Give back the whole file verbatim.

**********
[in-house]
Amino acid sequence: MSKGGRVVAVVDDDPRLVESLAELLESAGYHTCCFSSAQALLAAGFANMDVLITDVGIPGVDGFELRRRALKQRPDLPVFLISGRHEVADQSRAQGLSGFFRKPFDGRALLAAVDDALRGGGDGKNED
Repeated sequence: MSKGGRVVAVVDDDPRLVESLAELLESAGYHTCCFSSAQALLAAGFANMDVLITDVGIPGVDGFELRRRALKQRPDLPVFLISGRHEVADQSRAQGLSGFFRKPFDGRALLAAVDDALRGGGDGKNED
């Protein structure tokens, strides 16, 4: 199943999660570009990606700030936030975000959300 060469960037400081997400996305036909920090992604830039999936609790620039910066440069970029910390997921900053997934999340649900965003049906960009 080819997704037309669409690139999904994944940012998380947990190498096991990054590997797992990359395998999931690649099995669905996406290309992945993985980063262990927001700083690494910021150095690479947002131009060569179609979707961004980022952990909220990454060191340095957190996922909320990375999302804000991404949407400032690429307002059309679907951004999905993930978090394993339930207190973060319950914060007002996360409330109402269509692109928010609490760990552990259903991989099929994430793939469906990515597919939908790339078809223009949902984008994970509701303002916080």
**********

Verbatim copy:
[in-house]
Amino acid sequence: MSKGGRVVAVVDDDPRLVESLAELLESAGYHTCCFSSAQALLAAGFANMDVLITDVGIPGVDGFELRRRALKQRPDLPVFLISGRHEVADQSRAQGLSGFFRKPFDGRALLAAVDDALRGGGDGKNED
Repeated sequence: MSKGGRVVAVVDDDPRLVESLAELLESAGYHTCCFSSAQALLAAGFANMDVLITDVGIPGVDGFELRRRALKQRPDLPVFLISGRHEVADQSRAQGLSGFFRKPFDGRALLAAVDDALRGGGDGKNED
């Protein structure tokens, strides 16, 4: 199943999660570009990606700030936030975000959300 060469960037400081997400996305036909920090992604830039999936609790620039910066440069970029910390997921900053997934999340649900965003049906960009 080819997704037309669409690139999904994944940012998380947990190498096991990054590997797992990359395998999931690649099995669905996406290309992945993985980063262990927001700083690494910021150095690479947002131009060569179609979707961004980022952990909220990454060191340095957190996922909320990375999302804000991404949407400032690429307002059309679907951004999905993930978090394993339930207190973060319950914060007002996360409330109402269509692109928010609490760990552990259903991989099929994430793939469906990515597919939908790339078809223009949902984008994970509701303002916080």